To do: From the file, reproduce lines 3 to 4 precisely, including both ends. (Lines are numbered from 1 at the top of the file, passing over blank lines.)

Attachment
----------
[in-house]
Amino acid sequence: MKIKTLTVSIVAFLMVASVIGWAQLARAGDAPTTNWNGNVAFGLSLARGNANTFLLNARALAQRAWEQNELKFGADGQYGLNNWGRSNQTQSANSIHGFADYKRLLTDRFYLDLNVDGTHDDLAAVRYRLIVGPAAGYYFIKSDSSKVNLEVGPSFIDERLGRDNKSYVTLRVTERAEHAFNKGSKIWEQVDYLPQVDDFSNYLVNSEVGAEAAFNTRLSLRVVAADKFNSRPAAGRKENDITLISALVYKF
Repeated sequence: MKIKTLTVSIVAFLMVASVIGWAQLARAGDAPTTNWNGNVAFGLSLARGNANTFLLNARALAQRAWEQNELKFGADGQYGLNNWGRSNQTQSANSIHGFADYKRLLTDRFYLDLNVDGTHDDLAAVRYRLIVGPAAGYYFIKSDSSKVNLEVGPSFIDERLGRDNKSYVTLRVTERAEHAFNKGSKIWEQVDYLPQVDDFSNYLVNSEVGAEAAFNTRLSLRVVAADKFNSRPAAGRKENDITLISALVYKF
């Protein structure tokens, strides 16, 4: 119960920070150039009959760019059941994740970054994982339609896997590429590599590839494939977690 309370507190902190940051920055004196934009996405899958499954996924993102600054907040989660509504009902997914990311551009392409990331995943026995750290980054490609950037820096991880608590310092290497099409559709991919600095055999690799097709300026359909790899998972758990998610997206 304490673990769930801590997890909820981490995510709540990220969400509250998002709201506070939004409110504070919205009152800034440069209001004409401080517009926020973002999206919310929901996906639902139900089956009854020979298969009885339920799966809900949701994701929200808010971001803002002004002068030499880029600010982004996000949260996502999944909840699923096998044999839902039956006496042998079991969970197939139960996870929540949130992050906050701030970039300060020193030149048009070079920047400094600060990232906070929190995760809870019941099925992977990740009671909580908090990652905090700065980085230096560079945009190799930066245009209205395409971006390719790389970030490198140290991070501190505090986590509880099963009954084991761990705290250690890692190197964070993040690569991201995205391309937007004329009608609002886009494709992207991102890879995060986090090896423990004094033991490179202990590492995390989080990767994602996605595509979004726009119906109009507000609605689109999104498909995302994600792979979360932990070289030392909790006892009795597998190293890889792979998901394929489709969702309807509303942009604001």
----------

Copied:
Repeated sequence: MKIKTLTVSIVAFLMVASVIGWAQLARAGDAPTTNWNGNVAFGLSLARGNANTFLLNARALAQRAWEQNELKFGADGQYGLNNWGRSNQTQSANSIHGFADYKRLLTDRFYLDLNVDGTHDDLAAVRYRLIVGPAAGYYFIKSDSSKVNLEVGPSFIDERLGRDNKSYVTLRVTERAEHAFNKGSKIWEQVDYLPQVDDFSNYLVNSEVGAEAAFNTRLSLRVVAADKFNSRPAAGRKENDITLISALVYKF
């Protein structure tokens, strides 16, 4: 119960920070150039009959760019059941994740970054994982339609896997590429590599590839494939977690 309370507190902190940051920055004196934009996405899958499954996924993102600054907040989660509504009902997914990311551009392409990331995943026995750290980054490609950037820096991880608590310092290497099409559709991919600095055999690799097709300026359909790899998972758990998610997206 304490673990769930801590997890909820981490995510709540990220969400509250998002709201506070939004409110504070919205009152800034440069209001004409401080517009926020973002999206919310929901996906639902139900089956009854020979298969009885339920799966809900949701994701929200808010971001803002002004002068030499880029600010982004996000949260996502999944909840699923096998044999839902039956006496042998079991969970197939139960996870929540949130992050906050701030970039300060020193030149048009070079920047400094600060990232906070929190995760809870019941099925992977990740009671909580908090990652905090700065980085230096560079945009190799930066245009209205395409971006390719790389970030490198140290991070501190505090986590509880099963009954084991761990705290250690890692190197964070993040690569991201995205391309937007004329009608609002886009494709992207991102890879995060986090090896423990004094033991490179202990590492995390989080990767994602996605595509979004726009119906109009507000609605689109999104498909995302994600792979979360932990070289030392909790006892009795597998190293890889792979998901394929489709969702309807509303942009604001």